With a new adaptation of Macbeth hitting screens, it’s time to catch up

  • Rachel Lopez
  • Updated: Dec 05, 2015 21:29 IST

Michael Fassbender is Macbeth. Marion Cotillard is Lady Macbeth. And what looks like Westeros is the setting for Shakespeare’s 400-year-old Scottish play about power, politics, prophecy conscience and intrigue.

This is the film English majors will pick apart, Fassbender fans will watch twice and Marion Cotillard trolls will dissect on Reddit.

Pretend you knew this already with our handy talking points for whenever a discussion about Macbeth occurs.

Say: Something wicked this way comes!

Because: Not only will you be quoting directly from the play (as did the choir in the Harry Potter and the Prisoner of Azkaban movie), you indicate you know the plot. Shakespeare’s play spotlights Macbeth, Thane of Scotland, who kills his king, plots, cheats, betrays and puts his faith in three sinister witches to become king. No good comes of this. Macbeth is left betrayed and paranoid in turn.

Don’t say: I know this story.

Because: We all do. It’s 2015. No one adapts a 400-year-old play because we didn’t know what it was about. Orson Welles played Macbeth in 1948. Akira Kurosawa’s 1957 film Throne of Blood set the play in feudal Japan. Roman Polanski directed one version in 1971. In Bollywood, Vishal Bhardwaj’s Maqbool (2004) transported the story to Mumbai’s underworld.

Say: So much of Macbeth is in Game Of Thrones.

Because: It’s true. The power struggles in the play and the show are as cruel. You’ll find shades of Banquo in Ned Stark. Malcolm and Macduff mirror Robb Stark’s personality. There’s a bit of Macbeth’s blind ambition in Stannis Baratheon. Lady Macbeth and the witches? They’re both in fiery Melisandre.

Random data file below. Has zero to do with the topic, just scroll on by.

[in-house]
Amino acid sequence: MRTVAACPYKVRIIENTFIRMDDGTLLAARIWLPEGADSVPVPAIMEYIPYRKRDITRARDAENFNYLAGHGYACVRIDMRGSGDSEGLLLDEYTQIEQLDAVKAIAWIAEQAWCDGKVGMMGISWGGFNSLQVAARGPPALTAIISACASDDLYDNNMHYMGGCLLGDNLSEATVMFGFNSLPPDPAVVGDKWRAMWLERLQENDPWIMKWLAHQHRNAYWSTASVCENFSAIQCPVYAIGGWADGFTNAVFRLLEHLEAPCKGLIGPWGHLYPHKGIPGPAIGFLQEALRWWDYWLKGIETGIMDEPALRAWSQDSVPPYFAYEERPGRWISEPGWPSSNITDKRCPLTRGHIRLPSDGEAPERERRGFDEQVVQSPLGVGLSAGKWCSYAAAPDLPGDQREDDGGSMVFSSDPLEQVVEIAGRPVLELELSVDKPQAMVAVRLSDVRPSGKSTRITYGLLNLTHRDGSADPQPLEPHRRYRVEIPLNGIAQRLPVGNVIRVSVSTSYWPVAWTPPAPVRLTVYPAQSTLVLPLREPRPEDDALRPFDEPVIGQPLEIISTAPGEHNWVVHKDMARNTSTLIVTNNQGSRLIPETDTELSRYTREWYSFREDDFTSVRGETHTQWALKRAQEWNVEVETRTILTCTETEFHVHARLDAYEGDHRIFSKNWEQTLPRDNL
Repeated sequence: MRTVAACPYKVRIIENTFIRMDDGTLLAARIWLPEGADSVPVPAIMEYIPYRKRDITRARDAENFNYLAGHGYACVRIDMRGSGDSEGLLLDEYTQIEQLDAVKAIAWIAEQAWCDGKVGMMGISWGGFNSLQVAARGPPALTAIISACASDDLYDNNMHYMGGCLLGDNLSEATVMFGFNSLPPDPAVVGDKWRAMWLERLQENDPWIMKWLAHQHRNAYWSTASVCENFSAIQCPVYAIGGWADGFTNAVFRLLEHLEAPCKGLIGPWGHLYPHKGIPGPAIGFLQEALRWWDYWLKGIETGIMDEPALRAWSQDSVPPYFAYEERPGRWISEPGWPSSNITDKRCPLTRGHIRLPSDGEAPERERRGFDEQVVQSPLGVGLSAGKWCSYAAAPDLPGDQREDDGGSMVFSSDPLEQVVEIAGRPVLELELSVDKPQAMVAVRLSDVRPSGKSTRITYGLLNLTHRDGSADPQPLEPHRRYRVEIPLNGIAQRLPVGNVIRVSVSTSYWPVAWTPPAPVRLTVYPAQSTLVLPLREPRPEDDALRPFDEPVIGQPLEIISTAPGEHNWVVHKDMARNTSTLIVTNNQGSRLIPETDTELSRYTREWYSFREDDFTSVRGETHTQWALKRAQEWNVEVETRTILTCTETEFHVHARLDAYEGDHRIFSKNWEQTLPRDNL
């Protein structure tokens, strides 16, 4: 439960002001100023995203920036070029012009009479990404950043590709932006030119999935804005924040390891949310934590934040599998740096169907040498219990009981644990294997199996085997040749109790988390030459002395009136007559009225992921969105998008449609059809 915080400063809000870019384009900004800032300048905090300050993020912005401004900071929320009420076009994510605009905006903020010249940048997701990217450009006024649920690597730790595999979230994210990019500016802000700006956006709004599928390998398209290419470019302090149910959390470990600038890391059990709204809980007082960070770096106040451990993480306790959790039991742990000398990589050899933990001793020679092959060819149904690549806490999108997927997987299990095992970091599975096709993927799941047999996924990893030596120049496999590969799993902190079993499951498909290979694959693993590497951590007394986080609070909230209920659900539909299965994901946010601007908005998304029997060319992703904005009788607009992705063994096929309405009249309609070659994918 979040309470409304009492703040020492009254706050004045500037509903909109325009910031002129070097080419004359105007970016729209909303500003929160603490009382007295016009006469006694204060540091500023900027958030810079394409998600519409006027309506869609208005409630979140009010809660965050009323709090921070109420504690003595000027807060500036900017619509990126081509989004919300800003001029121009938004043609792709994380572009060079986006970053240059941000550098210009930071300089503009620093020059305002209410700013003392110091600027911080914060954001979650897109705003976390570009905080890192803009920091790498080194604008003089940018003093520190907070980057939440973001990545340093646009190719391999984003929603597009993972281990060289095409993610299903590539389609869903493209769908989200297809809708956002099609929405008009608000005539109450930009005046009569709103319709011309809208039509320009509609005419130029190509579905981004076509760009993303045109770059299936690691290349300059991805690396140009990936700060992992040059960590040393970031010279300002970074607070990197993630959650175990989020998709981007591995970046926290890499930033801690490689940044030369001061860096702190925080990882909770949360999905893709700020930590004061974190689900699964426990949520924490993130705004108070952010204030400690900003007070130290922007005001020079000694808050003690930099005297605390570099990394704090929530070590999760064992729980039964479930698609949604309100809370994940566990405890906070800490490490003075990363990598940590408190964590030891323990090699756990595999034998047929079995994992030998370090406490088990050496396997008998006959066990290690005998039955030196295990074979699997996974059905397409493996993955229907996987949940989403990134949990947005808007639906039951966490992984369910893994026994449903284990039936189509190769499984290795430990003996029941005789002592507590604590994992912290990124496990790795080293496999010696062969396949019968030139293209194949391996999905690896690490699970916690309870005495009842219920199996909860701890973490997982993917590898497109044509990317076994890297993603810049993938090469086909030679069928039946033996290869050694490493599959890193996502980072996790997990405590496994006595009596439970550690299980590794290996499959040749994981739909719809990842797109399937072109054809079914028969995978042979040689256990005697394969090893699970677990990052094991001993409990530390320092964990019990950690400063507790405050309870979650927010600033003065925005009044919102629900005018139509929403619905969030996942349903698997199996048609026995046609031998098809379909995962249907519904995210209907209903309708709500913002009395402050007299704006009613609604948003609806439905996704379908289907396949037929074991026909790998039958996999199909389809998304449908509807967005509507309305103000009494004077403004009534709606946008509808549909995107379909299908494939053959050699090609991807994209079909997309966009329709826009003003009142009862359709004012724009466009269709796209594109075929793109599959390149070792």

Say: Another X-Men actor is playing Macbeth?

Because: So have James McAvoy, Patrick Stewart and Ian McKellen.

Don’t say: Macbeth!

Because: Theatrewallahs believe mentioning its name brings bad luck. So call it “the Scottish play”.

Say: That Marion Cotillard is always the hero’s undoing.

Because: In A Good Year, she made Russell Crowe give up city life for a vineyard in Provence (wouldn’t you?). In Inception, her memory causes Leonardo Dicaprio to fall apart. You know what she does to poor Batman in The Dark Knight Rises. And here she is, trying to get blood off her hands with “Out, damned spot” after she got Macbeth to commit murder.

Don’t say: The lines are tough.

Because: Macbeth’s best lines are wise and simple. In politics, “Fair is foul, and foul is fair”. And life itself is “a tale told by an idiot, full of sound and fury, signifying nothing.” Now you know.

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From HT Brunch, December 6

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